Asylum seekers received documents affirming their right to stay in Brazil while authorities assessed their claims. Recognized refugees received identity cards, like all other foreigners residing legally in the country.
In São Paolo and the Amazon, refugees experienced delays in receiving identity cards. Authorities accepted refugees' documents, although refugees had difficulties dealing with private sector employers and other agencies.
Freedom of Movement and Residence
Brazil did not maintain camps for refugees, who were free to move around the country and settle where they chose, but had to inform authorities of address changes. Most refugees settled in urban areas.
Refugees wishing to travel internationally had to apply to CONARE, specifying dates of travel and their ability to pay. Upon approval, they received a passport from the Federal Police, which authorities retained upon return to Brazil.
Right to Earn a Livelihood
The 1997 Refugee Law granted refugees' right to work, but refugees had to obtain the same work permits required of nationals and other foreigners for formal employment. Entry to certain professions, including medicine, law, and engineering, depended on professional prerequisites that refugees did not always have, such as valid credentials and language proficiency.
Refugees working in the informal sector as street vendors had difficulty in gaining access, and some complained of exploitation in the workplace. Those registered as artisans were exempt from taxes.
Refugees had the same labor rights as citizens and could qualify for social security benefits. Refugees holding the appropriate licenses could engage in business, but not in those fields barred to foreigners, such as mining, the media, and national transportation. They could hold bank accounts and own property.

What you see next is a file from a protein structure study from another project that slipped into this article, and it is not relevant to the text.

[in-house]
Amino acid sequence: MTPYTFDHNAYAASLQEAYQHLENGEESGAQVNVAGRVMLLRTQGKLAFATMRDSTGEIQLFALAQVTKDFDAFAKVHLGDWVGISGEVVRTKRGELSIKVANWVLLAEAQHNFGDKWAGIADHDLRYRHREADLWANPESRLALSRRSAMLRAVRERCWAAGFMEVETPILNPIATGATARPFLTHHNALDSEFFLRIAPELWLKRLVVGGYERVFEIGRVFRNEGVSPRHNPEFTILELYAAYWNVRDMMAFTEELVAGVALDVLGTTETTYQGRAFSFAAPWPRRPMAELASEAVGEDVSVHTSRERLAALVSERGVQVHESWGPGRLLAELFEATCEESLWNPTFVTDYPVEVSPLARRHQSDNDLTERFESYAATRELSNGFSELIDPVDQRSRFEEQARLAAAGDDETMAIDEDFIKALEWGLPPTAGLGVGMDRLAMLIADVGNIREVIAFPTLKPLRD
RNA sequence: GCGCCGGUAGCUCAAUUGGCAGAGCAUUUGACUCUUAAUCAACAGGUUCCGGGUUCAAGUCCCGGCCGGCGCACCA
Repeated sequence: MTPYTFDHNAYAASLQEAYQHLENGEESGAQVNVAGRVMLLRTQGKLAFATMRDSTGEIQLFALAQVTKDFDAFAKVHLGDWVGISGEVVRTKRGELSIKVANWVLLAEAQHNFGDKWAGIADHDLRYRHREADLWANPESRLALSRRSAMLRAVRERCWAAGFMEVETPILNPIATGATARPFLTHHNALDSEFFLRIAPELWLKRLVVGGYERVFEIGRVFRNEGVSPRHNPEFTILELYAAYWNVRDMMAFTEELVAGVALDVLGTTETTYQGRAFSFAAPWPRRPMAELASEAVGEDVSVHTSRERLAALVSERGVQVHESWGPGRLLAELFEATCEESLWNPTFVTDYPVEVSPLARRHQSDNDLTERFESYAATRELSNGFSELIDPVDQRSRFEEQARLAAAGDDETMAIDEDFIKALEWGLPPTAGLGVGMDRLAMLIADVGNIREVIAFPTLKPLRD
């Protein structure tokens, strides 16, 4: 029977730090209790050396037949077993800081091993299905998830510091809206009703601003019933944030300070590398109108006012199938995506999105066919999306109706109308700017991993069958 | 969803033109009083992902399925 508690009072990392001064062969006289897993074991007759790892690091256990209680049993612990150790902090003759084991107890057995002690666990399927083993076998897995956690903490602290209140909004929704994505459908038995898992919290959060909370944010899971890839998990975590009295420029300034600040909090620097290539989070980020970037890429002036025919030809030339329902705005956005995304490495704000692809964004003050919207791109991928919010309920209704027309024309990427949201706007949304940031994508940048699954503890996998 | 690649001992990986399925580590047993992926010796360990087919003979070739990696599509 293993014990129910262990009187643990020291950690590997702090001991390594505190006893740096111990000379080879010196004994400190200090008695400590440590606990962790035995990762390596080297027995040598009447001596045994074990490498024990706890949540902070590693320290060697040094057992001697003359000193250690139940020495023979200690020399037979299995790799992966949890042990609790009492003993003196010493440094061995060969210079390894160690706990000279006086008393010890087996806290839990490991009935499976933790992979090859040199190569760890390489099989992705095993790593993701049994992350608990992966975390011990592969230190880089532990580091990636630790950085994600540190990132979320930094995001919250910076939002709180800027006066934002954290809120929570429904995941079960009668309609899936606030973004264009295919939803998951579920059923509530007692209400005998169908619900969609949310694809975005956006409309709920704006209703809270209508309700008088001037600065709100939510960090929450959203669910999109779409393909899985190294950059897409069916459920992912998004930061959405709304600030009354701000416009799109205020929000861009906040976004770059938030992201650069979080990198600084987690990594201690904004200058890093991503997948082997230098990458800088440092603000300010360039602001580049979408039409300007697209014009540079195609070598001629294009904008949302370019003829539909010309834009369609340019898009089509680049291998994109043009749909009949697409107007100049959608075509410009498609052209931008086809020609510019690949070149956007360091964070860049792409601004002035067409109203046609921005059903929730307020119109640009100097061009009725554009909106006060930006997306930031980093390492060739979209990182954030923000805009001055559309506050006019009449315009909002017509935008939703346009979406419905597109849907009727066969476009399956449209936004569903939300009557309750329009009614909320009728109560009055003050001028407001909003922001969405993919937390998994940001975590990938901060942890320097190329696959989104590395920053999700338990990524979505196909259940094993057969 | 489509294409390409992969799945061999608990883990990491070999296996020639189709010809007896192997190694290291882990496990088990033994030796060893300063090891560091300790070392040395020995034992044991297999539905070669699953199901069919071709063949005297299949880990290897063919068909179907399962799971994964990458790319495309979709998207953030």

Upon UNHCR urging, authorities removed the word "refugee" from work permits, which had confused some employers and prevented them from hiring refugees. Delays in receiving identity documents in the Amazon and São Paolo made it difficult for refugees to access credit.
Public Relief and Education
Brazil provided resettled refugees with assistance during their first six months to help them integrate. Refugees had access to Brazil's health, education, and skills training services.
Refugees in the Amazon region, however, lacked access to public health services. Refugees could also receive grants for needy families (Bolsa Familia) administered through local governments. Preschool-aged children had the same rights as nationals to public childcare facilities, and refugee children and adolescents could freely enroll in public schools, although some refugees in the Amazon region reported difficulty with access to schools.
UNHCR, through partner agencies, offered skills training, childcare, and counseling services to single refugee women with children. Around 45 refugee families, in addition to local and migrant families, benefited from a credit scheme sponsored by UNHCR and the private sector.
Brazil provided 70 percent of refugees and asylum seekers with information about the asylum system and their rights.
UNHCR assisted in the preparation of the UN Development Assistance Framework for Brazil for 2007-11, which included refugees, asylum seekers, migrants, and other persons of concern to UNHCR. While Brazil did not exclude refugees from its poverty reduction strategies, refugee access to those strategies varied depending on the local government. The Ministry of Social Development was implementing a plan to ensure complete universal access to its programs.